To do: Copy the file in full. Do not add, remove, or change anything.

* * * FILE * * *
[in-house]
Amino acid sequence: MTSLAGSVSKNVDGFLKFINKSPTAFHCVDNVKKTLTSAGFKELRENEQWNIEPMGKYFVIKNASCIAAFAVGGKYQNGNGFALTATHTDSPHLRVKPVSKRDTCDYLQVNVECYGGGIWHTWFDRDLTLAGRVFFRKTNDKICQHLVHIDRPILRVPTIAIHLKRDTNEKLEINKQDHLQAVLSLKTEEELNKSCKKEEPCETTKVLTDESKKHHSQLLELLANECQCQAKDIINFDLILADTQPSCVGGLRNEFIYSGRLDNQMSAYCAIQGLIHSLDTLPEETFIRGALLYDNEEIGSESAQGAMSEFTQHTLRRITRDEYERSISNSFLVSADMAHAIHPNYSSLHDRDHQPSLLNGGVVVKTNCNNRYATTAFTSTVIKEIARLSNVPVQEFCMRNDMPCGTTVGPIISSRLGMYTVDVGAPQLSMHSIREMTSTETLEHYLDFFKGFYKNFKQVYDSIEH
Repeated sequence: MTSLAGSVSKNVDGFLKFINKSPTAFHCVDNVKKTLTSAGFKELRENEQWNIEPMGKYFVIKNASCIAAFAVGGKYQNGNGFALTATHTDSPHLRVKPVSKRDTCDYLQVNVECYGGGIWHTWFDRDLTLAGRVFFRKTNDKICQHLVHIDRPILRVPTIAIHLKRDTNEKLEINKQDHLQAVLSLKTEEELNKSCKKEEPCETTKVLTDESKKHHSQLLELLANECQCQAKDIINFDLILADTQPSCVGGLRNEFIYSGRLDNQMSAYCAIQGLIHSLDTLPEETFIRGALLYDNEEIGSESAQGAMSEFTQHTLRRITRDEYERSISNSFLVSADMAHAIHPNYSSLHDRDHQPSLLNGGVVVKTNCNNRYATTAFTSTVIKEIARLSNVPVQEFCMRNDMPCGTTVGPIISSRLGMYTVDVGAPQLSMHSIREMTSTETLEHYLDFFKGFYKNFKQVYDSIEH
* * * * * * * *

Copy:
[in-house]
Amino acid sequence: MTSLAGSVSKNVDGFLKFINKSPTAFHCVDNVKKTLTSAGFKELRENEQWNIEPMGKYFVIKNASCIAAFAVGGKYQNGNGFALTATHTDSPHLRVKPVSKRDTCDYLQVNVECYGGGIWHTWFDRDLTLAGRVFFRKTNDKICQHLVHIDRPILRVPTIAIHLKRDTNEKLEINKQDHLQAVLSLKTEEELNKSCKKEEPCETTKVLTDESKKHHSQLLELLANECQCQAKDIINFDLILADTQPSCVGGLRNEFIYSGRLDNQMSAYCAIQGLIHSLDTLPEETFIRGALLYDNEEIGSESAQGAMSEFTQHTLRRITRDEYERSISNSFLVSADMAHAIHPNYSSLHDRDHQPSLLNGGVVVKTNCNNRYATTAFTSTVIKEIARLSNVPVQEFCMRNDMPCGTTVGPIISSRLGMYTVDVGAPQLSMHSIREMTSTETLEHYLDFFKGFYKNFKQVYDSIEH
Repeated sequence: MTSLAGSVSKNVDGFLKFINKSPTAFHCVDNVKKTLTSAGFKELRENEQWNIEPMGKYFVIKNASCIAAFAVGGKYQNGNGFALTATHTDSPHLRVKPVSKRDTCDYLQVNVECYGGGIWHTWFDRDLTLAGRVFFRKTNDKICQHLVHIDRPILRVPTIAIHLKRDTNEKLEINKQDHLQAVLSLKTEEELNKSCKKEEPCETTKVLTDESKKHHSQLLELLANECQCQAKDIINFDLILADTQPSCVGGLRNEFIYSGRLDNQMSAYCAIQGLIHSLDTLPEETFIRGALLYDNEEIGSESAQGAMSEFTQHTLRRITRDEYERSISNSFLVSADMAHAIHPNYSSLHDRDHQPSLLNGGVVVKTNCNNRYATTAFTSTVIKEIARLSNVPVQEFCMRNDMPCGTTVGPIISSRLGMYTVDVGAPQLSMHSIREMTSTETLEHYLDFFKGFYKNFKQVYDSIEH